According to the New York Times, the JPMorgan breach “might have been thwarted if the bank had installed a simple security fix to an overlooked server in its vast network.” And what fix was that?
Two-factor authentication. With this type of security, a user is required to produce two factors of authentication. One could be a password and another could be a dynamically produced PIN number.
This appears to tell us that a major American bank was breached because they exposed a console login on a public network and someone ran a dictionary attack against it.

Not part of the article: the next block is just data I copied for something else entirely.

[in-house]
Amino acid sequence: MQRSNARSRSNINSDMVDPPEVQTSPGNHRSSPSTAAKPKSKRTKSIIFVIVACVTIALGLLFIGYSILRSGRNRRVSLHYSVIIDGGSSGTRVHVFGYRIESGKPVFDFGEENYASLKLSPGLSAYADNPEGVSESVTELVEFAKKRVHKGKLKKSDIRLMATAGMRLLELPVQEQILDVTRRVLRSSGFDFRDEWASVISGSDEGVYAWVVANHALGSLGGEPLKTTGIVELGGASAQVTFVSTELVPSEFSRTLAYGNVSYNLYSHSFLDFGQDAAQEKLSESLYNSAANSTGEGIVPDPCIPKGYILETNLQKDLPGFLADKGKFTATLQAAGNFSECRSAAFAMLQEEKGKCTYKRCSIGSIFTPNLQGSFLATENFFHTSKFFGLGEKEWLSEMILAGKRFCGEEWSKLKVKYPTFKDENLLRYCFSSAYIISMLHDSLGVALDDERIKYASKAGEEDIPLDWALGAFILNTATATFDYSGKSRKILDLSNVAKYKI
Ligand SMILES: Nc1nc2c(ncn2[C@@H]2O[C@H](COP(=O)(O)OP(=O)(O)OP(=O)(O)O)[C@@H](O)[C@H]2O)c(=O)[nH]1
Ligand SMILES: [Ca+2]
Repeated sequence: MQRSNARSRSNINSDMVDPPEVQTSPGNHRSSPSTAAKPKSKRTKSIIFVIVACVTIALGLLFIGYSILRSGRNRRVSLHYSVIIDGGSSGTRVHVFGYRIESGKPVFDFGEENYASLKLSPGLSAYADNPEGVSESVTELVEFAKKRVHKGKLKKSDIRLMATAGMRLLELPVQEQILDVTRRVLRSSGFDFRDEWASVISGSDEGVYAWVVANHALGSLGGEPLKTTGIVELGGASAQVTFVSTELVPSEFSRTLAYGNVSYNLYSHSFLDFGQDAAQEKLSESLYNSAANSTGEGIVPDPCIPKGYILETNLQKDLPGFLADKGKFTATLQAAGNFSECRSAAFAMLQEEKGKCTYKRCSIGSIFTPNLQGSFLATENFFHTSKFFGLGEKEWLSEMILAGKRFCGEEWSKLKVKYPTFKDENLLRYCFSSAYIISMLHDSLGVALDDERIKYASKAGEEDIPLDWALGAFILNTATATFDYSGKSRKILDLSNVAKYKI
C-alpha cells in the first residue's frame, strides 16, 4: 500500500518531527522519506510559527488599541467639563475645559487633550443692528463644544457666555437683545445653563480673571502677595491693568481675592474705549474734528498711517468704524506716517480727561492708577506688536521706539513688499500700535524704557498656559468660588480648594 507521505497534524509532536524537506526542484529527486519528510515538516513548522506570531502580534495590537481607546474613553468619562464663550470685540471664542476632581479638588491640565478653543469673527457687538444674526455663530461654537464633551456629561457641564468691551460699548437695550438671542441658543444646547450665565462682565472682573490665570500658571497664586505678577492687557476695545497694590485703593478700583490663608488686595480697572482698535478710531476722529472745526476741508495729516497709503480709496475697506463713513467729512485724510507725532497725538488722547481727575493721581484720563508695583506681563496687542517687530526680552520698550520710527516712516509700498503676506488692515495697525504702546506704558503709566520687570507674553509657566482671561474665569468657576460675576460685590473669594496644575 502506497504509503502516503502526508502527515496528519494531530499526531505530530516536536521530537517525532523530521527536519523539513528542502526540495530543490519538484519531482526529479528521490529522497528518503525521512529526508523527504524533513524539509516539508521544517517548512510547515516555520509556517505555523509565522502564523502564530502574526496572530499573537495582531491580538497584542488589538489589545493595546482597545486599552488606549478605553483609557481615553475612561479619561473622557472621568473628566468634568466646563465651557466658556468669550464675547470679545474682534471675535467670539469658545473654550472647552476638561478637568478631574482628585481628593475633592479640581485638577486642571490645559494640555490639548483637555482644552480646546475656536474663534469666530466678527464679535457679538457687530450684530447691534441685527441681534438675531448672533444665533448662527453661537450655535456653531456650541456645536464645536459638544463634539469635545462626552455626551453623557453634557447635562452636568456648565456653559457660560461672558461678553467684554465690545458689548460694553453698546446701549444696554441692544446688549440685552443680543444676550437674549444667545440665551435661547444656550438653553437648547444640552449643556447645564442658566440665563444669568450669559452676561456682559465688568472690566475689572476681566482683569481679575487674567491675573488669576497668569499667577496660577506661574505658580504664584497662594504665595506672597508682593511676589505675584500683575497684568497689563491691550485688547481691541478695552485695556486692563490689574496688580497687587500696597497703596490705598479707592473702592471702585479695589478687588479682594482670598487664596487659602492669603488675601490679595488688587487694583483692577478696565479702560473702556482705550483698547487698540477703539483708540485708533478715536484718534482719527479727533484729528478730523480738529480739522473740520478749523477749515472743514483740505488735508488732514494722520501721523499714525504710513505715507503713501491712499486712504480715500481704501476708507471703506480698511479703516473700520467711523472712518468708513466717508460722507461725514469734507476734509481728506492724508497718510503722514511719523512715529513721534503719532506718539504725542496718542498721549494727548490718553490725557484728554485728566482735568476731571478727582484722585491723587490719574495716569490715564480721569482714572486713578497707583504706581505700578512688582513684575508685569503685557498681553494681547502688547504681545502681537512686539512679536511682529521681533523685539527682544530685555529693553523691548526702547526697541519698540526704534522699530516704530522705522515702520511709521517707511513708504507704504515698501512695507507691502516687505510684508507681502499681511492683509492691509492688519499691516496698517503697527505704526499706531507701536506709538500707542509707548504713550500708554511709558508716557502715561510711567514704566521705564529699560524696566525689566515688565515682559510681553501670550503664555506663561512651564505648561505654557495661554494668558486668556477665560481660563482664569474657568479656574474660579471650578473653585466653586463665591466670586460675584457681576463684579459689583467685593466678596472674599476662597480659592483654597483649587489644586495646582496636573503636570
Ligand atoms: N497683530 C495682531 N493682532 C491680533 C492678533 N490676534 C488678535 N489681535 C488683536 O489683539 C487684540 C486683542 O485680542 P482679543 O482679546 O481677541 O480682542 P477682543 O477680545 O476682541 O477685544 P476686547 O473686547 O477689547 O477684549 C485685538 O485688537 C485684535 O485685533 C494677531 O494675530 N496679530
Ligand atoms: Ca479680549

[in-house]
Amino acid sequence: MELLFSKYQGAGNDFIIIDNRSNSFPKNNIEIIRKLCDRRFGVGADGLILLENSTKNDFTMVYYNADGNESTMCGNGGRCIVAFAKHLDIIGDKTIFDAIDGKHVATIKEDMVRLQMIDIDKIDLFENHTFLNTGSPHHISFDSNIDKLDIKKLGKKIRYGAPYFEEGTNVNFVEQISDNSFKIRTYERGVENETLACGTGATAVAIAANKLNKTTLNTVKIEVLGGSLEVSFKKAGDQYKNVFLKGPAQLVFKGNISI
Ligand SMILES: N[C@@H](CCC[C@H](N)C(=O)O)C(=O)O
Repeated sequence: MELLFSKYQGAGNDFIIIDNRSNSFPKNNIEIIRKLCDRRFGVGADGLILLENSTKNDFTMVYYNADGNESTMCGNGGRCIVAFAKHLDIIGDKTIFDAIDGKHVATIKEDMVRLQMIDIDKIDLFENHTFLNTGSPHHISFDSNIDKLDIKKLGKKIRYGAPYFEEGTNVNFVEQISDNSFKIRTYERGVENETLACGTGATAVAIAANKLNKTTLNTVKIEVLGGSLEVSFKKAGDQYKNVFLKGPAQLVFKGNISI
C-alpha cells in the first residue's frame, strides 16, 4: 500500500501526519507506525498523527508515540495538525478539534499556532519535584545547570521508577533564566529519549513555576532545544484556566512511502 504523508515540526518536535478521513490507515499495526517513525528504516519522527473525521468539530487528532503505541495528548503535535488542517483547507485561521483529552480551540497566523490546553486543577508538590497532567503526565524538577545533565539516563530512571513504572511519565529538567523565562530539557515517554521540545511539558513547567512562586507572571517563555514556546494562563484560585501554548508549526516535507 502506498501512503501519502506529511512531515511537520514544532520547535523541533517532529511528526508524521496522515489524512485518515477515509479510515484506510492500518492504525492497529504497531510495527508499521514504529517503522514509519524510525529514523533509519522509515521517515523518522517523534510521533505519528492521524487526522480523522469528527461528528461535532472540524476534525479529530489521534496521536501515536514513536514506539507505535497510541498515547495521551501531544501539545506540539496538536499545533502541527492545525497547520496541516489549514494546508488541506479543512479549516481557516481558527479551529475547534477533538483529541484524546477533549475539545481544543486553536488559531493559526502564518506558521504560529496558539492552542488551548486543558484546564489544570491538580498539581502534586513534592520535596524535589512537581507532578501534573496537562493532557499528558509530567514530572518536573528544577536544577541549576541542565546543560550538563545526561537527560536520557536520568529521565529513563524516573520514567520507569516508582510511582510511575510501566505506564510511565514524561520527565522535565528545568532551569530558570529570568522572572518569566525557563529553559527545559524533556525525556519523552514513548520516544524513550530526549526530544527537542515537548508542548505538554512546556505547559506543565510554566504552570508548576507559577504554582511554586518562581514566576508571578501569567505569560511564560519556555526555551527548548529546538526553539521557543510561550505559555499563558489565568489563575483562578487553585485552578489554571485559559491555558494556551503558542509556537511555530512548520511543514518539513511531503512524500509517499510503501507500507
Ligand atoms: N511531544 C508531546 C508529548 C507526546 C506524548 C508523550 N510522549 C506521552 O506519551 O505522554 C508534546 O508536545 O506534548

This means they never picked up thousands of failed login attempts on that server. And it means an unguarded and “overlooked” computer had access to their private network. Just wow.
Later we find another interesting morsel in that article.
It is not clear why the vulnerability in the bank’s network had gone unaddressed previously. But this summer’s hack occurred during a period of high turnover in the bank’s cybersecurity team with many departing for First Data, a payments processor.
Your JoeDog is not suggesting it was an inside job by disgruntled employees, rather it looks like JPMorgan-Chase was a shitty place to work.